Posts Tagged ‘astronauts’

Aydan Appreciates: ‘The Signal’ by Wojciech Golczewski

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Floating through nebulae and flying through space are typically associated with a sense of excitement and discovery, perhaps a sense of wonderment concerning what kind of life may lie beyond our own limited scope. ‘The Signal’, an album written by demoscene and horror movie score-writing veteran Wojciech Golczewski of Poland, provides a stark contrast to the optimistic ventures of aspiring astronauts. It paints a picture that evokes enigmatic and frightful visions of the cold and desolate void that is our universe, interspersed with brief, touching moments of optimism. Before we head off on our excursion, do note that this is an atmospheric, ambient album; this is best listened to in one sitting, preferably in the dark, in order to better experience this artist’s vision. Now, come. The signal beckons us.

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Sladerfluous Reviews: ‘Orbit5’ by Matthew Squibb

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‘Orbit5’ by Matthew Squibb is an adventurous ambient odyssey that you need to add to your collection right now. Hit play on ‘Horizon Problem’ below if you still need convincing, THEN pick it up on Bandcamp, AND THEN explore ‘Orbit5’ in my album review below.

Told ya.

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Office Hours – For Astronauts And Satellites

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Welcome back to the regular edition of ‘Office Hours,’ where school is in full swing and fall weather is finally just around the corner. A great deal of quality chip music has released over the past six weeks, and today I have the privilege of reviewing a brand spankin’ new release from For Astronauts and Satellites titled ‘Then, By the Light of Our Own Creation.’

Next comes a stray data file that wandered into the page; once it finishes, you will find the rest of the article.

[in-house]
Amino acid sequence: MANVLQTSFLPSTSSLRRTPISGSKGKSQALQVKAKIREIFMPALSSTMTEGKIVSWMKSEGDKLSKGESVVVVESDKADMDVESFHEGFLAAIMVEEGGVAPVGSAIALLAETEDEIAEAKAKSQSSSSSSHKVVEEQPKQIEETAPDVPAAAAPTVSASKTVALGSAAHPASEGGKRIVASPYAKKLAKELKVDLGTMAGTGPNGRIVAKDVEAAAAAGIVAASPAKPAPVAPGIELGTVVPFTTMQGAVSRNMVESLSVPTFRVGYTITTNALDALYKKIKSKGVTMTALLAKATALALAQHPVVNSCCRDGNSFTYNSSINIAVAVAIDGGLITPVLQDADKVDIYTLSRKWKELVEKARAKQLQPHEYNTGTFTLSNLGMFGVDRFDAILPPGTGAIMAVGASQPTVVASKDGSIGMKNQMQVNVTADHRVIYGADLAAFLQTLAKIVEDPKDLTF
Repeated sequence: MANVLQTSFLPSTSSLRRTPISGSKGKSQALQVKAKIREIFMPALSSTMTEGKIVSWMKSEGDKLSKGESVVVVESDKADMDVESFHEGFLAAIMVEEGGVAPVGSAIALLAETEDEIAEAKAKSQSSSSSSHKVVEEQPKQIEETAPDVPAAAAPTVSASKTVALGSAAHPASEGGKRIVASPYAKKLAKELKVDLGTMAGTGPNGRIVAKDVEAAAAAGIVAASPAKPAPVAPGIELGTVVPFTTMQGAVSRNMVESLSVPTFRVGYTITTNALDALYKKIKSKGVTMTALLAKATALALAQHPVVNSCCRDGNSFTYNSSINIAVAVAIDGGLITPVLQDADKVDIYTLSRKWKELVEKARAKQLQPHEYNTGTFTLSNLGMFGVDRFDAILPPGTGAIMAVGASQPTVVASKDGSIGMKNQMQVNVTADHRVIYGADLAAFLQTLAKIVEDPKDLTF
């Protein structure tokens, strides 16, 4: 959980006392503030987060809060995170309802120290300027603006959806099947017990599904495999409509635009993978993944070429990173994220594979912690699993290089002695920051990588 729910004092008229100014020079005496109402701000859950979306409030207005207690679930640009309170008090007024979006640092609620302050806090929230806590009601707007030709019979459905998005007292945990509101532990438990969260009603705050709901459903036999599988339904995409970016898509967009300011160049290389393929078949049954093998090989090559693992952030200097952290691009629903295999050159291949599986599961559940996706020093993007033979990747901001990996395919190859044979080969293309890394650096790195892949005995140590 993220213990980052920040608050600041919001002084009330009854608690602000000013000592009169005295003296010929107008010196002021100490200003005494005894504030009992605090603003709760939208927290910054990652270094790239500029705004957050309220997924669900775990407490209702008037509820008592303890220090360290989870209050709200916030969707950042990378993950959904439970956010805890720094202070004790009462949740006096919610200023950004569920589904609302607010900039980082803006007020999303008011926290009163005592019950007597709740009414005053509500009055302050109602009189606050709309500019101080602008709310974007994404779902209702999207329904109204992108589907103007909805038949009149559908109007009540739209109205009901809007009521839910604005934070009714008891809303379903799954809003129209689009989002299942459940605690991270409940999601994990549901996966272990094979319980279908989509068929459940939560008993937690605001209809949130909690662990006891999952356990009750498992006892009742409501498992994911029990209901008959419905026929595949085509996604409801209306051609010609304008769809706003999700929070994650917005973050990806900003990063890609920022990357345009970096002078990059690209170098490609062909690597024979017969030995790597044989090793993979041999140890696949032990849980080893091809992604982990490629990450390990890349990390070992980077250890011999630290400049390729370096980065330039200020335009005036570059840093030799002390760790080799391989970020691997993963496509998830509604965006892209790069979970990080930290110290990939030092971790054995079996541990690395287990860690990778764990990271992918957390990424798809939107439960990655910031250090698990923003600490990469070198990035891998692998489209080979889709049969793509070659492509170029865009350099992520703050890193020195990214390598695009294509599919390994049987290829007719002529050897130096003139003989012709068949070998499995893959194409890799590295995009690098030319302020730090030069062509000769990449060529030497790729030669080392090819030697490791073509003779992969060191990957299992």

Released on September 12th via chipmusic netlabel extraordinaire Cheapbeats, ‘Then, By the Light of Our Own Creation’ is an ambitious blend of traditional chip sounds combining seamlessly with guitars and live drums to create a lush, inviting sonic landscape. Formed in 2013, For Astronauts and Satellites [F.A.A.S. henceforth] are a post-rock trio from London whose members have been playing together in various incarnations since 2002. One of my favorite things about this album is the way that the Game Boy and Commodore 64 blend seamlessly with the live instrumental elements in all six tracks. Many musicians who blend chip sounds with live instruments attempt to give equal attention to each layer, but often end up with somewhat unbalanced textures, such as ‘guitar solo + Game Boy percussion’ or ‘chip sounds crazygonuts + one guitar chord.’ F.A.A.S. appear to have mastered (no pun intended) a true balance between these disparate elements, and I would love to hear how the group handles these challenges in a live setting! Rest assured that the next time my wife and I are in London, we’ll be looking these lads up and hoping for a show.

FAAS

album art by Nicola Giacomelli

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